Joe Szekeres, Chief Toronto Critic
NOTE: I have never watched any episodes of ‘The Office’, neither the British nor the American versions.
I had no inkling whatsoever to watch ‘The Office’ probably for the fact that I felt a school setting was different from a typical office setting. After watching this ‘off Mirvish’ production, I realized there really wasn’t that much of a difference as the oddball characters in an office setting could also be found in a school setting. If the goofy characters from ‘Seinfeld’ and ‘The Simpsons’ grew on me each week, my curiosity was now piqued to watch a few episodes of ‘The Office’ and meet these wacko co-workers.
According to press notes, this touring production now playing at the CAA Theatre is also currently playing in the New York Off Broadway community. ‘The Office! A Musical Parody’ is the unauthorized parody of the hit TV show. I recall with fondness Canadian Rick Miller’s wonderful sendup of ‘MacHomer: The Simpsons do MacBeth’ when it played in Toronto several years. From what I understand according to Rick Miller, Matt Groening gave his permission for Miller to continue without threat of lawsuit or royalties. Has the same occurred here even though ‘The Office’ is no longer filmed?
My other question – would this unauthorized parody by writers Bob and Tobly McSmith be cheesy, corny, silly to the point where I would roll my eyes? I was hoping and praying not.
Anyway, my guest and I ventured to Dunder Mifflin, Scranton Pennsylvania’s third largest paper company. It’s a typical morning here in this office of paper, song and dance when for some unknown reason, a documentary crew begins filming the lives of the employees of Dunder Mifflin. It’s a typical monochromatic office setting thanks to the handiwork of Ryan Howell. Stage right is Pam’s reception desk. Stage left is the workspace area for Dwight and Jim. Boss Michael’s office runs along the back. The set is on wheels which allows for easy movement from one scene to the next. Thank goodness there is no squeaky wheel sounds as that would have driven me bonkers.
Let’s be honest – I had fun at ‘The Office A Musical Parody’. Yes, I smiled and laughed at some of the double entendres and innuendos that do take place in an office and/or school setting so thanks to the McSmiths for the laughs. There is no earth-shattering message or deep underlying subtext of the human condition. The workplace is simply what it is, an environment composed sometimes of wonderful people (whom Michael calls his family) and sometimes of numbskulls who should have had their rear ends fired the hell outta there. Kudos to director and choreographer Donald Garverick for keeping this vision in mind. Choreography was simple but that’s ok because the singing was quite good.
This opening night production moved at rapid speed and the audience (I’m assuming many were avid ‘Office’ aficionados) was on every single word spoken or sung. An audience member who was sitting next to my guest and I remarked how well this production incorporates what it could out of 9 seasons of the show so I will have to take this person at his word.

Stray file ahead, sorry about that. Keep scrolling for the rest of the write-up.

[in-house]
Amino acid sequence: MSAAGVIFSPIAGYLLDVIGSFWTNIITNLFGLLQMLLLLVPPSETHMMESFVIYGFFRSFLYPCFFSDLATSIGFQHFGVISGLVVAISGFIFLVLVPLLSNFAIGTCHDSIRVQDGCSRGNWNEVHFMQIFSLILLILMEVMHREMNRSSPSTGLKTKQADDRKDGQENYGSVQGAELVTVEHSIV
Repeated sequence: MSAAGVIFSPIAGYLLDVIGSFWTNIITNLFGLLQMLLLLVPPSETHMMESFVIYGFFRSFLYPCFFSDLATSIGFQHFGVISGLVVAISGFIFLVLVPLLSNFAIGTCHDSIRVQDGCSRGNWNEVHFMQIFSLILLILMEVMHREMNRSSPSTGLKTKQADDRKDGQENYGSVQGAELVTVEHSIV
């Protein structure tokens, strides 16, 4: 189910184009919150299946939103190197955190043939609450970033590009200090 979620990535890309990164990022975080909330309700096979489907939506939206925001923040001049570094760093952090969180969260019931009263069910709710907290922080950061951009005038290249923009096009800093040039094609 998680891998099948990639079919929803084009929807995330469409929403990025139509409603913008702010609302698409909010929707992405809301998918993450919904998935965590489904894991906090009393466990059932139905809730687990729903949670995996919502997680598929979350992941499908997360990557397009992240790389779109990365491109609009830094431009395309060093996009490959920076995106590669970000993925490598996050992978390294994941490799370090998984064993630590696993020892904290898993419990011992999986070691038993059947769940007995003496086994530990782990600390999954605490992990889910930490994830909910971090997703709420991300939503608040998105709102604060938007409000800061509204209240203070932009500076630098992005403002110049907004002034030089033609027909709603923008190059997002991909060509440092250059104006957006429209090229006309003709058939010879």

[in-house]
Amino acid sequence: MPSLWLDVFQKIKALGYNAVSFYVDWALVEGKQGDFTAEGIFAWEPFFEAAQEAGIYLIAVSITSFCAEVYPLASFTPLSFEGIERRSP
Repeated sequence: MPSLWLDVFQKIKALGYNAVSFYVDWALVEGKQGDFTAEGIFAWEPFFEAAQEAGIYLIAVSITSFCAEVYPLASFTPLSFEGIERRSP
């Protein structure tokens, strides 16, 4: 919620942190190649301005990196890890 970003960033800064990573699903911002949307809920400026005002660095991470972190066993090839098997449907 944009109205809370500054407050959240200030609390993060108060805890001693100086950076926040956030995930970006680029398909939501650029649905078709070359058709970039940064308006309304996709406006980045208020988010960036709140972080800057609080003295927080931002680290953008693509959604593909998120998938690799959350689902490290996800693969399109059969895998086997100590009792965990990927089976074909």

This Maxwell House coffee charged (definitely not decaffeinated) ensemble cast had great voices and are terrific belters of song. As the office boss Michael, Sarah Mackenzie Baron incorporated nice subtle touches of male smarmy bravado. Christian Fary as office geek Dwight is so whiny ingratiating to the point where you just want to smack him one. The white socks with Mr. Fary’s suit emphasize even more just how much of a geek Dwight must be. The office receptionist is the initial 30 second impression visitors receive and make of any firm. Madeline Glenn Thomas’s Pam is that professional, welcoming face we all want to see. Ms. Thomas has a lovely singing voice and there are some nice moments between she and her office love interest, Jim (played by a boyishly charming and flirtatious Patrick Constant).
Gabrielle Filloux’s office priss Angela is played to the hilt without going overboard so thanks to Ms. Filloux for recognizing this important fact. What happens to her cat is priceless. Tim Powers’ lanky sad sack Toby is endearing especially for the fact no one gives him the time of day (poor guy). Devina Sabnis is a sexy, gorgeous Kelly who knows when her job is done before she moves on. Kelsey Ann Sutton is impressive as opposite characters Phyllis and Meredith both in stature and voice.
There are some tuneful ditties in the production thanks to Assaf Gleizner’s Music and Orchestrations. I especially liked ‘That’s What She Said’, ‘Everyone Deserves a Trophy’ and ‘Acting Manager’. And yes, you will have to listen carefully to hear the double entendres and innuendo.
Nevertheless, the one element that I hope will be fixed as performances continue is the sound balance between the music and singers. At times, the music is extremely loud and drowns some of the singers and the jokes within the song.
Final Comments: A fun night at the theatre to the end of August. In these dog days of summer that have been extremely warm, why not venture downtown for some laughs?
‘The Office! A Musical Parody’ continues to August 25 at Toronto’s CAA Theatre, 651 Yonge Street, Toronto. For tickets, please visit www.mirvish.com or call 1-416-872-1212.
Photo of the Cast of ‘The Office! A Musical Parody’ by Russ Rowland
Running Time: approximately 2 hours with one 20-minute interval.
The Cast: Sarah Mackenzie Baron, Christian Fary, Patrick Constant, Madeline Glenn Thomas, Gabrielle Filloux, Tim Powers, Devina Sabnis, Kelsey Ann Sutton.
Book and Lyrics: Bob & Tobly McSmith; Music & Orchestrations: Assaf Gleizner; Scenic and Prop Design: Ryan Howell; Costume Design: Dustin Cross; Lighting Design Weston Wetzel; Sound Design: Matthew Fischer; Wig Design: Dee Spencer; Director and Choreographer: Donald Garverick.